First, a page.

HELENA — Rob Domenech and his research associates didn’t know what they were looking for when they started testing the blood of golden eagles along Montana’s Rocky Mountain Front three years ago.
What they found was lead. In some cases, lots of it.
“This was kind of a shock to us,” he said in an interview from his Missoula office. “We never considered it.”
Domenech, executive director of Raptor View Research Institute, was one of hundreds of people to send comments to the Montana Fish, Wildlife and Parks Commission in what has become a controversial proposal to ban lead shot on state-owned wildlife management areas.
The commission meets in Helena Thursday to consider on the idea.
Unlike the vast majority of the commentators, Domenech and his associates say they support such a ban, or at least, they say, there’s enough question about the effects of lead on wildlife — and people — that Montana ought to begin educating hunters about the benefits of lead alternative ammunition.
Gary Marbut, executive director of the Montana Shooting Sports Association, said that the agency made no scientific case in favor of the ban and that hunters and gun owners have reason to be suspicious of such proposals.
Most who have written in agree with Marbut.
“There are people who would like to use a lead ban as a way to end hunting and as a way to end the right to bear arms,” he said.
Marbut added that he doesn’t think all lead concerns are a cloaked threat to the Second Amendment. But the concern is legitimate and common enough among Montana’s hunters that the state’s own hunting and wildlife agency should not have been surprised when its lead ban proposal was met with a mountain of negative comments.
“Anybody in Montana with a lick of sense should have been able to predict that,” he said.
Not just Marbut and his group are concerned.
“This is move straight out of the radical anti-hunting crowd’s playbook,” reads a release sent out by the National Rifle Association last month.
The NRA encouraged its members to tell Montana’s commissioners to quash the ban and made the connection between the U.S. Humane Society’s call to ban all lead ammunition and its president’s stated desire to end all sport hunting.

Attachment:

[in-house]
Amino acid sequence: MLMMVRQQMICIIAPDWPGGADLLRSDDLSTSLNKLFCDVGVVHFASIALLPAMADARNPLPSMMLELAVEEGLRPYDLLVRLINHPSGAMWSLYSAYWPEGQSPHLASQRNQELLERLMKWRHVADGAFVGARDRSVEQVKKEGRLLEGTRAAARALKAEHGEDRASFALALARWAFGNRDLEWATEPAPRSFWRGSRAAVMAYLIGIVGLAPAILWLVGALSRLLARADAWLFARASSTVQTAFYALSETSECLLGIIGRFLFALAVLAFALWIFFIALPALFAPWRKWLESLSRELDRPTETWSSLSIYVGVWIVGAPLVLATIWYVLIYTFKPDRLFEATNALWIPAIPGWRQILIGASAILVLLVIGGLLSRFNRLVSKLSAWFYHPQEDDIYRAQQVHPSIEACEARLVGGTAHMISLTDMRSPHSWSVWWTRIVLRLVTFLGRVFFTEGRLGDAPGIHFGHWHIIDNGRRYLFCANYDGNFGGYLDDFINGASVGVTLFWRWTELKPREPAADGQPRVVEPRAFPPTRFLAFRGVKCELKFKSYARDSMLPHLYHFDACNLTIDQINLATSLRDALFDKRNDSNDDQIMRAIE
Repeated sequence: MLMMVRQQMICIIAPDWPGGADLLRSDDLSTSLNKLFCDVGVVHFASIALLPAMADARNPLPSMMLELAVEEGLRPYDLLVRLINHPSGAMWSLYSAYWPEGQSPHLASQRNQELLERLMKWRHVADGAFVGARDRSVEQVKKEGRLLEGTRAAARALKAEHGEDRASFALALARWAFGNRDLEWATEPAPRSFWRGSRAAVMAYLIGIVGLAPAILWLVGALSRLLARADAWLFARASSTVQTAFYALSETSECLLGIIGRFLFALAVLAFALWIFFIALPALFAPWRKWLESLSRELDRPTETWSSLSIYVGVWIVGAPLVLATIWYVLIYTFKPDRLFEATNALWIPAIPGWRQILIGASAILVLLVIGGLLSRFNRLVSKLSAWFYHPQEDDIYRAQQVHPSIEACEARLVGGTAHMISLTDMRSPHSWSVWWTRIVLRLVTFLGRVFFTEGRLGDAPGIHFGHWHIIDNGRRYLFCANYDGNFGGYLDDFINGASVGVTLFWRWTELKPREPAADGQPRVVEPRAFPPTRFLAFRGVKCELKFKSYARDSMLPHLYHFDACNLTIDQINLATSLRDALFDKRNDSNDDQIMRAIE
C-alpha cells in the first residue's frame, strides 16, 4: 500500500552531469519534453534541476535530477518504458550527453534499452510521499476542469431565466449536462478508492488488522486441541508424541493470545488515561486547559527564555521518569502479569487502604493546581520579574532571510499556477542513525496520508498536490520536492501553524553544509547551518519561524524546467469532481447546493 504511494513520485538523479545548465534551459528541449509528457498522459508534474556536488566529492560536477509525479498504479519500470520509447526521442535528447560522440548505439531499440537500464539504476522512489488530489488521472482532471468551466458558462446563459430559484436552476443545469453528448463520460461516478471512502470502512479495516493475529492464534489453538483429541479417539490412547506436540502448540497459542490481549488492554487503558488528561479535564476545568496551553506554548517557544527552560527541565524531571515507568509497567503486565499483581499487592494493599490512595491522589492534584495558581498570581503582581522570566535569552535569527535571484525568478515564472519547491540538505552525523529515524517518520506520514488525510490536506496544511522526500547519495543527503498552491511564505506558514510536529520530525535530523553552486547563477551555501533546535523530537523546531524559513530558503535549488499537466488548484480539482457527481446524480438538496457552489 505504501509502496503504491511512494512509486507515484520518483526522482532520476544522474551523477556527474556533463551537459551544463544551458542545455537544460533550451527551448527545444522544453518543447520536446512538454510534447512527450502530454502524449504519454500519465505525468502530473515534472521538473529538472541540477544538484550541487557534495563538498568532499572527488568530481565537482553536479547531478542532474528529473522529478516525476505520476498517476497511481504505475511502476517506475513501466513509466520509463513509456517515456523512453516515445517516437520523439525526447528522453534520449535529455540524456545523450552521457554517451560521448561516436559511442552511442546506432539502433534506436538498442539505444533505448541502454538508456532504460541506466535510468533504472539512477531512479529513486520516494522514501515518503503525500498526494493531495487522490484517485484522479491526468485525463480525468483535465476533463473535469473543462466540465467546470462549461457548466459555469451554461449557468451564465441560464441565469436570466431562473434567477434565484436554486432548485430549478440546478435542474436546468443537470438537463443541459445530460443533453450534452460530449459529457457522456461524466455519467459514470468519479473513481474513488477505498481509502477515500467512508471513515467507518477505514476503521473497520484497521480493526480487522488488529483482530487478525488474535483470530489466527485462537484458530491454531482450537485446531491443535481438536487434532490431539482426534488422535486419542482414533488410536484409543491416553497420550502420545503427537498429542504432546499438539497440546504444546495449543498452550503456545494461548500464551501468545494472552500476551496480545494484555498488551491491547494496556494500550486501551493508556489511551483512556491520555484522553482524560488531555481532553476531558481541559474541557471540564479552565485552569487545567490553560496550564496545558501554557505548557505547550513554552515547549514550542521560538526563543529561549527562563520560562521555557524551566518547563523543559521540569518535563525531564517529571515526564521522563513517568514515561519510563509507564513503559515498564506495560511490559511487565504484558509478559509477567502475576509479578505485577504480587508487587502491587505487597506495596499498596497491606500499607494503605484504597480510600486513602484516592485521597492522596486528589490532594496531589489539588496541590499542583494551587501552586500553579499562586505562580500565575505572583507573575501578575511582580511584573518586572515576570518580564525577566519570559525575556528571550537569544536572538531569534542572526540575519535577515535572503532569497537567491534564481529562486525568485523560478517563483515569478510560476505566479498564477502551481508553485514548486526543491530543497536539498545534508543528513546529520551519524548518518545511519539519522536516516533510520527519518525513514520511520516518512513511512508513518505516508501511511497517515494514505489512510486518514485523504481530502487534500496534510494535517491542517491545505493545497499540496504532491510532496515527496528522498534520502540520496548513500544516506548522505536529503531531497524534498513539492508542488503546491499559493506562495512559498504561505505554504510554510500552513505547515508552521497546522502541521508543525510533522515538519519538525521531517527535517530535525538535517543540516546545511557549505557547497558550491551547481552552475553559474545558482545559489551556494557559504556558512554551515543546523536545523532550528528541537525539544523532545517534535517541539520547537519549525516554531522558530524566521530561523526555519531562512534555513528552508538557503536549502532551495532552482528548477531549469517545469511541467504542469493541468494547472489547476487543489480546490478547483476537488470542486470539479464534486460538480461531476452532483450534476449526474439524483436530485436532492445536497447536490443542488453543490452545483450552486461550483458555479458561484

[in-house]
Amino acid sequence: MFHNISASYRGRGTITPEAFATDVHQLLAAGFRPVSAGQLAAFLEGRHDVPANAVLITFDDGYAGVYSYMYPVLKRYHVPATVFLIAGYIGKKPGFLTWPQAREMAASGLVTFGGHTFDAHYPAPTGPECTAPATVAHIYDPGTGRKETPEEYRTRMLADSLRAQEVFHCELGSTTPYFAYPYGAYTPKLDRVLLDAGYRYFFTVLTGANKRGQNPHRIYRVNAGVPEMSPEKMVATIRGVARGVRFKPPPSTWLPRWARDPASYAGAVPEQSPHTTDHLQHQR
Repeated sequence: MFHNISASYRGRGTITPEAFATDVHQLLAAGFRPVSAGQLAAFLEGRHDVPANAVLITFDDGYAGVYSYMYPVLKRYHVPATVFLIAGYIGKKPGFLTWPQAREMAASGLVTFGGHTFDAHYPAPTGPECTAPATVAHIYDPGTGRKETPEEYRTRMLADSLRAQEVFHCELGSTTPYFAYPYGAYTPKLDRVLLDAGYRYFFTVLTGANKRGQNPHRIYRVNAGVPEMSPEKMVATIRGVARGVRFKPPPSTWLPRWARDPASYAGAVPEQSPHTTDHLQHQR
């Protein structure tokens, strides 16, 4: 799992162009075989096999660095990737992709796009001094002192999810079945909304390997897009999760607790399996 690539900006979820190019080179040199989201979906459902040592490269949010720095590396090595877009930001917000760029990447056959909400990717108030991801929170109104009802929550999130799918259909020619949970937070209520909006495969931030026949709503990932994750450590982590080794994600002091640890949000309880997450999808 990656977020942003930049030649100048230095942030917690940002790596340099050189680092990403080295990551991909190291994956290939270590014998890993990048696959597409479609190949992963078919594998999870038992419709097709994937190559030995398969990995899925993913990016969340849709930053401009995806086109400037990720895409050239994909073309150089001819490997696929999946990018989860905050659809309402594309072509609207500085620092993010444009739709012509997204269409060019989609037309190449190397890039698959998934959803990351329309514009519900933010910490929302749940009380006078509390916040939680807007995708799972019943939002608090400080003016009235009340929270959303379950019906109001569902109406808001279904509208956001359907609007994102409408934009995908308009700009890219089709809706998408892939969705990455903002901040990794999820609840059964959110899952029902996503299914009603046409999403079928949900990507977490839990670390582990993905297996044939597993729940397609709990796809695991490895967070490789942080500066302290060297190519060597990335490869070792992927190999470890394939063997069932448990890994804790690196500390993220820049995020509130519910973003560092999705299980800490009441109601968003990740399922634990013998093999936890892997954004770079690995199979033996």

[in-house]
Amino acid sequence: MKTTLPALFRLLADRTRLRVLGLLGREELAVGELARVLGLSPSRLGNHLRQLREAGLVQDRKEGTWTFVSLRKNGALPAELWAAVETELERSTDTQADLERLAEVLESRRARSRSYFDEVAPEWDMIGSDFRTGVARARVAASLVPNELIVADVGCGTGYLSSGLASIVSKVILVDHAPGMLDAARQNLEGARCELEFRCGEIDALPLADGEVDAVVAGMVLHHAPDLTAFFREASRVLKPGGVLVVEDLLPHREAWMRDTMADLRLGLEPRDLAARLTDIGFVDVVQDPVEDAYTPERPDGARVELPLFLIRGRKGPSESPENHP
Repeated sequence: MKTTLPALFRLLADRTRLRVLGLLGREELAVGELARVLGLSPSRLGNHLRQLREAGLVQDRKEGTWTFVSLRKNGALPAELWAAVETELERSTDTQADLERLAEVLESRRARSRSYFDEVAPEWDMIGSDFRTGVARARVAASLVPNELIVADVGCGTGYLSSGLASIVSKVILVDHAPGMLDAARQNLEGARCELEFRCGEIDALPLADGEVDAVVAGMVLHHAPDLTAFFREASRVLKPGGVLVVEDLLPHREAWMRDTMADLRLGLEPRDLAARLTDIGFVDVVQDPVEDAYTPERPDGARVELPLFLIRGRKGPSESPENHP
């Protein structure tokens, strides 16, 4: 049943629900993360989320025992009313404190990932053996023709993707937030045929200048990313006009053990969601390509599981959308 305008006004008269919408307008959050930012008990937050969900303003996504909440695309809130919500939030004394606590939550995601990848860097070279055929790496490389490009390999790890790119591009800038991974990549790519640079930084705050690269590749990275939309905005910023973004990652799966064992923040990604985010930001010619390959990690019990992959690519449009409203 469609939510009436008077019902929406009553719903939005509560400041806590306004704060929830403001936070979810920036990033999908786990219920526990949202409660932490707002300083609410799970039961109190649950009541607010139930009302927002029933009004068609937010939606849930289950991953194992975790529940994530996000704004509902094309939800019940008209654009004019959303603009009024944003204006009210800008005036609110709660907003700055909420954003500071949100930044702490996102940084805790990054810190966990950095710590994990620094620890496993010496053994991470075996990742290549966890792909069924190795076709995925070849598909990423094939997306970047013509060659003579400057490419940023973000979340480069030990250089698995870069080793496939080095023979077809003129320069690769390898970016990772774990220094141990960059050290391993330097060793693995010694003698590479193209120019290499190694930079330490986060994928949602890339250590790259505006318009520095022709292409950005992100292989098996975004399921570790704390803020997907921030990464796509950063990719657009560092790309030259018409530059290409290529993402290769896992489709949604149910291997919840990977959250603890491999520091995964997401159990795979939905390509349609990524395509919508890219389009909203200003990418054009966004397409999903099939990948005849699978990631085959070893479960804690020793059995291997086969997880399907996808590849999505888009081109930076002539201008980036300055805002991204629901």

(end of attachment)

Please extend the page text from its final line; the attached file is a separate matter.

Ron Aasheim, spokesman for the state Department of Fish, Wildlife and Parks, said that there is no secret anti-hunting agenda behind the proposal and that questions about lead and hunting are not new.
At present, the biggest concerns come from of dove hunting in Texas.
Migrating doves will congregate there by the thousands. Hunters also congregate around the birds, and leftover shot is known to be relatively thick after a hunt.
Texas is studying the consequences of so much shot being left behind in the environment. Might birds ingest it?
Lead in the bloodstream is a known toxin. And it’s more toxic for the predator, or person, who eats an animal with lead in its flesh than it is for an animal shot with it, said Heiko Langner, a University of Montana chemist and hunter who is working with Domenech in his eagle studies.
The body encapsulates lead in flesh. But, if it’s eaten, he said, stomach acids break down lead, and the metal enters the bloodstream, where it can cause anything from lower IQ in children to death.
Lead shot is already illegal nationwide when hunting waterfowl such as geese and ducks, which were known to accidentally ingest lead shot collecting in the bottom of lakes and rivers.
At a recent wildlife conference, the director of Montana’s FWP heard about the concerns in Texas and came back wondering if there was any cause for worry at two of Montana’s more popular public hunting areas, Aasheim said: the Freezeout Lake and Canyon Ferry wildlife management areas.
“So the question was, are there potential impacts in those and other areas,” he said.
The department decided to throw the idea out to the public: Should Montana ban lead shot on all the wildlife management areas?
Langner said the problem goes beyond lead shot, particularly for eagles and people. The lead in slugs, like the kind used to hunt deer and elk, also leaves behind a trail of tiny lead particles in deer and elk shot with lead slugs.
Langner said he does not support an outright ban on lead ammunition. Rather, hunters should be made aware of lead’s potential risks.
The proposal the commission will take up this week does not deal with all lead ammunition.
And Steven Helgerson, the state’s medical officer, said no studies have shown a link between humans eating wild game taken with a lead bullet and elevated levels of lead in the blood.
“We’re keeping our powder dry with regard to public health recommendations,” he said.